“Title 42, the policy that allowed the government to quickly turn away certain migrants at the border during the Covid-19 pandemic, is set to expire. Encounters between US border agents and undocumented immigrants had fallen early this year but have recently increased to around 7,000 per day. That number is expected to rise dramatically this week as border towns in northern Mexico are already bursting with an estimated 36,000 migrants waiting for the end of Title 42.” (CNN, May 8,2023).
Readers of this blog are aware that we take pains to avoid discussing controversial current events. However, caseworkers who support the marginalized population of immigrants on our southern border are about to be swamped.
- There is a massive global refugee crisis currently, more than 68 million people have been displaced from their home countries. On our southern border families with children enter the United States daily to escape their own poverty-ridden countries, many of which are filled with violence. Those crossing the border do so for several urgent reasons, including poverty and hunger, gang violence—including the forced recruitment of minors into gangs— and violence against women and families.
- Most refugees and migrants who cross the southern border originate from Central America – Guatemala, Honduras, and El Salvador. Known as the northern triangle, this region is one of the most violent on earth. Ravaged by a history of civil and political conflict and deep poverty, citizens of these countries often perceive no other choice than to flee for their lives.
- When Title 42 expires, border officials will return to fully enforcing Title 8 of the Immigration and Nationality Act. U.S. officials are estimating that migrant encounters along the southern border could rise to 10,000 per day after the pandemic-era restriction ends. Border detention centers along the border have already exceeded their capacity with more than 20,500 migrants in U.S. Customs and Border Protection custody as of April 29, according to CNN.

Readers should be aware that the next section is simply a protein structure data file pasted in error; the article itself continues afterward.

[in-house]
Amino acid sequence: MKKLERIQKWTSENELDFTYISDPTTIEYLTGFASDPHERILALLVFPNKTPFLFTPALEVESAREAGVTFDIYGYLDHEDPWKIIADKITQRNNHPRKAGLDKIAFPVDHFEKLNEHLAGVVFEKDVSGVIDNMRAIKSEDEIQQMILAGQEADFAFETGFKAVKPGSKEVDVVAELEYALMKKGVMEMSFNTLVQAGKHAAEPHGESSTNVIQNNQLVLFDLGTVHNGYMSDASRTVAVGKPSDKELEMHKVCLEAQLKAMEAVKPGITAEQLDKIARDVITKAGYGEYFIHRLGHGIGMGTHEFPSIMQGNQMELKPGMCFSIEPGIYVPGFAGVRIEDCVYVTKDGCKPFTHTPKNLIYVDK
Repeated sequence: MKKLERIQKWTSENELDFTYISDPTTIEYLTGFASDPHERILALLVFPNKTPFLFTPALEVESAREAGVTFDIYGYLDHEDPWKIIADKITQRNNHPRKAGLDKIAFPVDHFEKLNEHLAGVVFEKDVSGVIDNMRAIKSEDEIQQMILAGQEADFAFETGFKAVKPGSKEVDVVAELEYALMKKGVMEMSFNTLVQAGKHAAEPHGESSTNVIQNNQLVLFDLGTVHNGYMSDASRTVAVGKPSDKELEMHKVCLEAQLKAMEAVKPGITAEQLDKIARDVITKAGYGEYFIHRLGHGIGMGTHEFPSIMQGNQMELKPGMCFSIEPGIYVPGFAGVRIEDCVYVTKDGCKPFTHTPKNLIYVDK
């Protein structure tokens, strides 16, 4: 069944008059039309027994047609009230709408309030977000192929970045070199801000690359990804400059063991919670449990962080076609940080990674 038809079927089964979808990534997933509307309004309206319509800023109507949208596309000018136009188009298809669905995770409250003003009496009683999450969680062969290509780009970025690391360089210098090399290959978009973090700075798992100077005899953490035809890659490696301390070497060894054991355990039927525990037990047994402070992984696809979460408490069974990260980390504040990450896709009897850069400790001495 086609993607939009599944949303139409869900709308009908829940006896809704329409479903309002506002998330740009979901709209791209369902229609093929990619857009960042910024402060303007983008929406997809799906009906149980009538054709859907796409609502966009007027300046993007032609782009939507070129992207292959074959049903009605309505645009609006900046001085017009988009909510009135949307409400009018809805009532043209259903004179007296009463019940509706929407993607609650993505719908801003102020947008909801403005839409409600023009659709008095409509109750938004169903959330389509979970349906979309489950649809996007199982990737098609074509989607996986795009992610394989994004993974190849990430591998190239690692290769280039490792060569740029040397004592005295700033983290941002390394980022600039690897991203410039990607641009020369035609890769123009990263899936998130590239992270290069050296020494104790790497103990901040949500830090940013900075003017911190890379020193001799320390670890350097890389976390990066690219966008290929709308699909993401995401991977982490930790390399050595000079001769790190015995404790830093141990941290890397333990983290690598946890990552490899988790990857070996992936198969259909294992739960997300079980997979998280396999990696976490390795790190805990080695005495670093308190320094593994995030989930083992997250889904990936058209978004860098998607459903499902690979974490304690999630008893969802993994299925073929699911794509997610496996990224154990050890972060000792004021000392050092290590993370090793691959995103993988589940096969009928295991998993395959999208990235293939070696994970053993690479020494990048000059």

Social Workers’ Role
There are several ways to immigrate to the United States, including asylum-seeking and family reunification. This means that immigration social workers are always needed in a variety of different settings.
- Social workers help immigrants with navigating an unfamiliar system.
- Social workers help immigrants secure education, housing, employment, and health care.
- Many immigrants suffer from language barriers as well as emotional and mental health issues.
- Some immigration social workers choose to work in hospitals or government agencies, while others work in schools, refugee camps, and social service agencies.
- Immigration social workers provide direct support and a variety of services to immigrants to help them make the transition to their new homes.
- Some believe a migrant should only receive refugee status if they are fleeing political persecution or war. Others argue citizens of these countries are essentially running a state of war-like lawlessness.
- Women’s rights advocates believe that women fleeing violence are members of a persecuted minority.
Straddling The Border
Social workers also find themselves on the Mexican side of the border. The US convinced Mexico to hold large numbers of migrants on the Mexican side of the border and not cross into the US. But the conditions migrants are in on that side are also inhumane. People are in large holding areas for weeks or months at a time. The requirements are unsanitary and crowded. In addition, many children and adults have also fallen victim to gang predation on that side of the border.
And Then There's The Children
Somehow in this chaotic border scramble children become separated from their parents and end up being kept in metal cage-like holding pens. Their parents often lose track of them. Social workers help separated families reunite. They also place children in temporary foster care while waiting to reunite with family, and they provide therapeutic services to traumatized children, families, and adults.
Let us all recognize the work on behalf of the marginalized immigrant population that the social work community has embraced. It’s time to put political debate on pause and support these compassionate social workers. Aren’t they the best of us?